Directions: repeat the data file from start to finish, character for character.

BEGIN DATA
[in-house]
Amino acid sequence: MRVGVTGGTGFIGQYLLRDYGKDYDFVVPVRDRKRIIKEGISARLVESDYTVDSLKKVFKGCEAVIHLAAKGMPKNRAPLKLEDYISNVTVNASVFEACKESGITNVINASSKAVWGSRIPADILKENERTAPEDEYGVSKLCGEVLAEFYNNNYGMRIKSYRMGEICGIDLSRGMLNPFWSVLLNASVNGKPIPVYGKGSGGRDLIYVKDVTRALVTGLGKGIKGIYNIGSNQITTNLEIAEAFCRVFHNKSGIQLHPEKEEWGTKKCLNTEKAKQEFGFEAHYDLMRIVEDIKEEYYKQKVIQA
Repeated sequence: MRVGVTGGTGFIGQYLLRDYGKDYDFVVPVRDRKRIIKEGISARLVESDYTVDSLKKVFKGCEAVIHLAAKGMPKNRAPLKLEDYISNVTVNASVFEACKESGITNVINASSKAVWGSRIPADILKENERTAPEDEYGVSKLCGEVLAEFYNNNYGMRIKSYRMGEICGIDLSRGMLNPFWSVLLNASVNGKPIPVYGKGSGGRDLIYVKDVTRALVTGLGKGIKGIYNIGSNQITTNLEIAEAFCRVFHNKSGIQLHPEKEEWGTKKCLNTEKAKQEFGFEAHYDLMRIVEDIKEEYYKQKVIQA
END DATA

[in-house]
Amino acid sequence: MRVGVTGGTGFIGQYLLRDYGKDYDFVVPVRDRKRIIKEGISARLVESDYTVDSLKKVFKGCEAVIHLAAKGMPKNRAPLKLEDYISNVTVNASVFEACKESGITNVINASSKAVWGSRIPADILKENERTAPEDEYGVSKLCGEVLAEFYNNNYGMRIKSYRMGEICGIDLSRGMLNPFWSVLLNASVNGKPIPVYGKGSGGRDLIYVKDVTRALVTGLGKGIKGIYNIGSNQITTNLEIAEAFCRVFHNKSGIQLHPEKEEWGTKKCLNTEKAKQEFGFEAHYDLMRIVEDIKEEYYKQKVIQA
Repeated sequence: MRVGVTGGTGFIGQYLLRDYGKDYDFVVPVRDRKRIIKEGISARLVESDYTVDSLKKVFKGCEAVIHLAAKGMPKNRAPLKLEDYISNVTVNASVFEACKESGITNVINASSKAVWGSRIPADILKENERTAPEDEYGVSKLCGEVLAEFYNNNYGMRIKSYRMGEICGIDLSRGMLNPFWSVLLNASVNGKPIPVYGKGSGGRDLIYVKDVTRALVTGLGKGIKGIYNIGSNQITTNLEIAEAFCRVFHNKSGIQLHPEKEEWGTKKCLNTEKAKQEFGFEAHYDLMRIVEDIKEEYYKQKVIQA